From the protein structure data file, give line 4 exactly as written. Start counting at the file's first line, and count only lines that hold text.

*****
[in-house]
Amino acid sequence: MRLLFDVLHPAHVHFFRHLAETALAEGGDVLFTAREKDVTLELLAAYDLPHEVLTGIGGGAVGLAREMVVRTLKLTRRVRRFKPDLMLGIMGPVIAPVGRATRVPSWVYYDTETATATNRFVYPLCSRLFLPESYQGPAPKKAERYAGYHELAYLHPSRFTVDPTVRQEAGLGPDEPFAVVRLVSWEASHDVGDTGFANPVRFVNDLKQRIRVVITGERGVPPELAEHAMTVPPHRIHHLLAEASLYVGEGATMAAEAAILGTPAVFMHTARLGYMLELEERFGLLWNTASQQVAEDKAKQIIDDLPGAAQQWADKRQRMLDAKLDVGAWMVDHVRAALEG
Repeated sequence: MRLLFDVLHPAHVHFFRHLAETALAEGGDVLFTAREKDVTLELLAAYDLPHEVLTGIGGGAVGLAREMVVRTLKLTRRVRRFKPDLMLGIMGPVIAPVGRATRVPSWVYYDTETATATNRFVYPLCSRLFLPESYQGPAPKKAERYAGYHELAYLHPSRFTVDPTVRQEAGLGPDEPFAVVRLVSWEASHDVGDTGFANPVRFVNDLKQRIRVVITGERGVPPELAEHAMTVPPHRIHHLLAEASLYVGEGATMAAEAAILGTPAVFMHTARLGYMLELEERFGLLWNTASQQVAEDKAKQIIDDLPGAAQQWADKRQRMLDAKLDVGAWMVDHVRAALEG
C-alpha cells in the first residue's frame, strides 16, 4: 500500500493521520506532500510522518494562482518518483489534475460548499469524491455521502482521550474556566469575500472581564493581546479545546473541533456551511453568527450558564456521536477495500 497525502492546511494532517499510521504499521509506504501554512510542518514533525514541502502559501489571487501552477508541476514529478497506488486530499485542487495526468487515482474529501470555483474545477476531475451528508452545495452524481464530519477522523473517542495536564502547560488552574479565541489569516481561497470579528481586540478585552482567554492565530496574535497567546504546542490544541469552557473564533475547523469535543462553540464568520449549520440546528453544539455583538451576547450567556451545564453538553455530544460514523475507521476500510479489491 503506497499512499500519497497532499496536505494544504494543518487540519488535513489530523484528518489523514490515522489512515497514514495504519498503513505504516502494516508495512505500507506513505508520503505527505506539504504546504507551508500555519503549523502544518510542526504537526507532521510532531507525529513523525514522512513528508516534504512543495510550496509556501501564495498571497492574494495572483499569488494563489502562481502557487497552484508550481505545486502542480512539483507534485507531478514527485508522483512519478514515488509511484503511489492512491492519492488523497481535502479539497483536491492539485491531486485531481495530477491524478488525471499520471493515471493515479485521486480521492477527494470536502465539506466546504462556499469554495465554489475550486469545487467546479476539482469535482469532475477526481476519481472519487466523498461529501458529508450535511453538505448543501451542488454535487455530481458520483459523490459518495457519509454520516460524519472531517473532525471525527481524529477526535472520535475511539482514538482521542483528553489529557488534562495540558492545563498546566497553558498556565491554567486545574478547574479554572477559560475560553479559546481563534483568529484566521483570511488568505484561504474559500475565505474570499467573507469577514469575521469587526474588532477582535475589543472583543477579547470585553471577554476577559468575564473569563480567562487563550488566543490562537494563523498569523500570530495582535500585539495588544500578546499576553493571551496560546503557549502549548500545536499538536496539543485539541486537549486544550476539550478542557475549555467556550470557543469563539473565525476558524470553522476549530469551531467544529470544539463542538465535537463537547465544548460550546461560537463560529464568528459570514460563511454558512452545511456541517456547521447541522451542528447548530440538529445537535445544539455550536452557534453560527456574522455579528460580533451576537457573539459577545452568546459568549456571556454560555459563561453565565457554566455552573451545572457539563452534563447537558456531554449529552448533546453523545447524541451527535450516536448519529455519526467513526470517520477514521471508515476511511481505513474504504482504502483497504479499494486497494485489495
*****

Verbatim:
C-alpha cells in the first residue's frame, strides 16, 4: 500500500493521520506532500510522518494562482518518483489534475460548499469524491455521502482521550474556566469575500472581564493581546479545546473541533456551511453568527450558564456521536477495500 497525502492546511494532517499510521504499521509506504501554512510542518514533525514541502502559501489571487501552477508541476514529478497506488486530499485542487495526468487515482474529501470555483474545477476531475451528508452545495452524481464530519477522523473517542495536564502547560488552574479565541489569516481561497470579528481586540478585552482567554492565530496574535497567546504546542490544541469552557473564533475547523469535543462553540464568520449549520440546528453544539455583538451576547450567556451545564453538553455530544460514523475507521476500510479489491 503506497499512499500519497497532499496536505494544504494543518487540519488535513489530523484528518489523514490515522489512515497514514495504519498503513505504516502494516508495512505500507506513505508520503505527505506539504504546504507551508500555519503549523502544518510542526504537526507532521510532531507525529513523525514522512513528508516534504512543495510550496509556501501564495498571497492574494495572483499569488494563489502562481502557487497552484508550481505545486502542480512539483507534485507531478514527485508522483512519478514515488509511484503511489492512491492519492488523497481535502479539497483536491492539485491531486485531481495530477491524478488525471499520471493515471493515479485521486480521492477527494470536502465539506466546504462556499469554495465554489475550486469545487467546479476539482469535482469532475477526481476519481472519487466523498461529501458529508450535511453538505448543501451542488454535487455530481458520483459523490459518495457519509454520516460524519472531517473532525471525527481524529477526535472520535475511539482514538482521542483528553489529557488534562495540558492545563498546566497553558498556565491554567486545574478547574479554572477559560475560553479559546481563534483568529484566521483570511488568505484561504474559500475565505474570499467573507469577514469575521469587526474588532477582535475589543472583543477579547470585553471577554476577559468575564473569563480567562487563550488566543490562537494563523498569523500570530495582535500585539495588544500578546499576553493571551496560546503557549502549548500545536499538536496539543485539541486537549486544550476539550478542557475549555467556550470557543469563539473565525476558524470553522476549530469551531467544529470544539463542538465535537463537547465544548460550546461560537463560529464568528459570514460563511454558512452545511456541517456547521447541522451542528447548530440538529445537535445544539455550536452557534453560527456574522455579528460580533451576537457573539459577545452568546459568549456571556454560555459563561453565565457554566455552573451545572457539563452534563447537558456531554449529552448533546453523545447524541451527535450516536448519529455519526467513526470517520477514521471508515476511511481505513474504504482504502483497504479499494486497494485489495